Conversion from traffic through mobile devices is also steadily rising, so it will not take long before the majority of online transactions are finally done through these handheld gadgets. That also means businesses will be investing a lot in their own mobile applications, platforms, marketing strategies, and mobile selection interface services. In fact, businesses will no longer have much freedom to resist since Mobilegeddon — like its Penguin and Panda counterparts — now penalizes websites that are not optimized for mobile use. That is a pretty strict enforcement that you probably do not want to violate.

  1. Video content will be the golden standard for ROI in the B2C (business to consumer) industry.

Written content will remain the baseline for SEO practices, but video content is bound to give B2C businesses faster ROI (return on investment) because of its clearer message, more engaging content, wider reach, and potential for reaching viral status. You can attribute it to Internet users becoming lazier every minute, but to be fair, video-sharing websites Snapchat, Periscope, and Vine also deserve some of the credit.

Video and other media will still serve as major peripheral marketing tools for the most part, but SEO will start a compelling categorization of businesses utilizing this marketing strategy.

  1. Local searching will get even more specific.

How specific can local searching get? Apple Watch and the future of Google’s Project Glass are bound to make things more complicated when it comes to local searching (and experts are excited for possible surprise announcements in 2016), but until wearable devices become the norm for tech-savvy-ness, you have to focus on business listings and how to use local searches for a more targeted marketing strategy.

Google’s vision is to put every street and every façade of business establishment on the map, and online merchants are apparently supporting the advocacy to identify bigger but more concentrated sales funnels. Mobile directory search and mobile navigation services will also continue to become necessities for a lot of people, as proven by the upward trend in local searching. In fact, as of 2014, more than 70% of users who have used local business directories and navigation services have actually made purchases or store visits.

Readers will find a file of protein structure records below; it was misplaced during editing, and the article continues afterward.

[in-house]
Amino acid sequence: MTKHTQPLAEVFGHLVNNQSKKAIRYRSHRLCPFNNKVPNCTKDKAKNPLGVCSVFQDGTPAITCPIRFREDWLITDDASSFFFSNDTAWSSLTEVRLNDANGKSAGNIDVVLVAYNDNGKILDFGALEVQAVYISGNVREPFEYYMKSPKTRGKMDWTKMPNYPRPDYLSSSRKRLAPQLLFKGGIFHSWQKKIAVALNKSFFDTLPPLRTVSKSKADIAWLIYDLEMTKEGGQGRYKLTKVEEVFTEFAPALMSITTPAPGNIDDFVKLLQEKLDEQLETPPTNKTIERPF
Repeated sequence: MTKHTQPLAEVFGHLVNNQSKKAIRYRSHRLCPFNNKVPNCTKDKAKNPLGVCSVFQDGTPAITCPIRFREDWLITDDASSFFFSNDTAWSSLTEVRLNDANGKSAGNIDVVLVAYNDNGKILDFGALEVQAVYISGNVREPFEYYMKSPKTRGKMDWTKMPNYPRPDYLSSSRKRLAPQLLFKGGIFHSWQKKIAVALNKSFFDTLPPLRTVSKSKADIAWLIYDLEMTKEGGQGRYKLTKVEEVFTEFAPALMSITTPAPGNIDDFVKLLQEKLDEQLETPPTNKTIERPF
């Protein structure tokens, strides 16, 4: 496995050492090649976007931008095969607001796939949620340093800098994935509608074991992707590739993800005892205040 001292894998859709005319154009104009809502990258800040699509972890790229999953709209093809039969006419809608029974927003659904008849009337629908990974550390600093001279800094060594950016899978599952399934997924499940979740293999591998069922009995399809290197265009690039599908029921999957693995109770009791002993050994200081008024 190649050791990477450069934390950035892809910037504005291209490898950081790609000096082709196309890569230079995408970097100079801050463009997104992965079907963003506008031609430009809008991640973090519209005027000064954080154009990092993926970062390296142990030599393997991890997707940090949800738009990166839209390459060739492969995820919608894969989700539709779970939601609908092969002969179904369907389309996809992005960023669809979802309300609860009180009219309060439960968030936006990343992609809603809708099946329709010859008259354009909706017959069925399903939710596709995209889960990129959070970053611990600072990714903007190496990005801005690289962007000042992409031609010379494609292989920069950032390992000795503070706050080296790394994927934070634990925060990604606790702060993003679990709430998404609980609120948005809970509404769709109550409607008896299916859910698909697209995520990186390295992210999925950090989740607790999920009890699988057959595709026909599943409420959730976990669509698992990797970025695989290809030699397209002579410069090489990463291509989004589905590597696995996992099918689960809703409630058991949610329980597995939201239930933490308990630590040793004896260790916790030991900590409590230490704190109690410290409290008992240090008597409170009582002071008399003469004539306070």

1. Link building will become a prehistoric strategy.

Google’s very own trend analyst John Mueller said it himself: Link building should be avoided because of the many loopholes that bring it closer to a Webmaster Guidelines violation. There are still legit search operators that SEO players can use in looking for link building opportunities, but social media marketing has already taken the lead in this aspect a long time ago. Better focus your efforts on getting the “shares” you need instead.

  1. SEO will be a half-content, half-design Internet marketing strategy breed.

Search engine optimization is all about content. Unfortunately, Internet users are now becoming more visual and as already mentioned, lazier. They will be demanding more user-responsive designs that make everything they need readily available in just one look and one click.

As “direct answer” is bound to dominate Internet searching, websites should be prepared to provide the answers users seek without giving them too much text space to look at. Remember that mobile devices are not as spacious as traditional computer monitors are, so start thinking about what specific information and graphics you are going to put on their tiny screens.

  1. Google will try to monopolize everything.

Okay, that is a bit too far-fetched, but that is essentially what is happening. Websites optimized for voice searching are still at an advantage, but Google actually prioritizes its own sources when giving answers to “direct questions.” Unless your website is affiliated or is partly owned by Google, you may have to compete with other specialized search engines at the second page or at the lower part of the first page at best.

The technology is still too young at this stage and it just happened that Google has prepared for it earlier, too (which is expected since it is their technology to begin with).

The bottom line of these predictions is that SEO will no longer be exclusive to written content. It will also be about spoken content and graphics.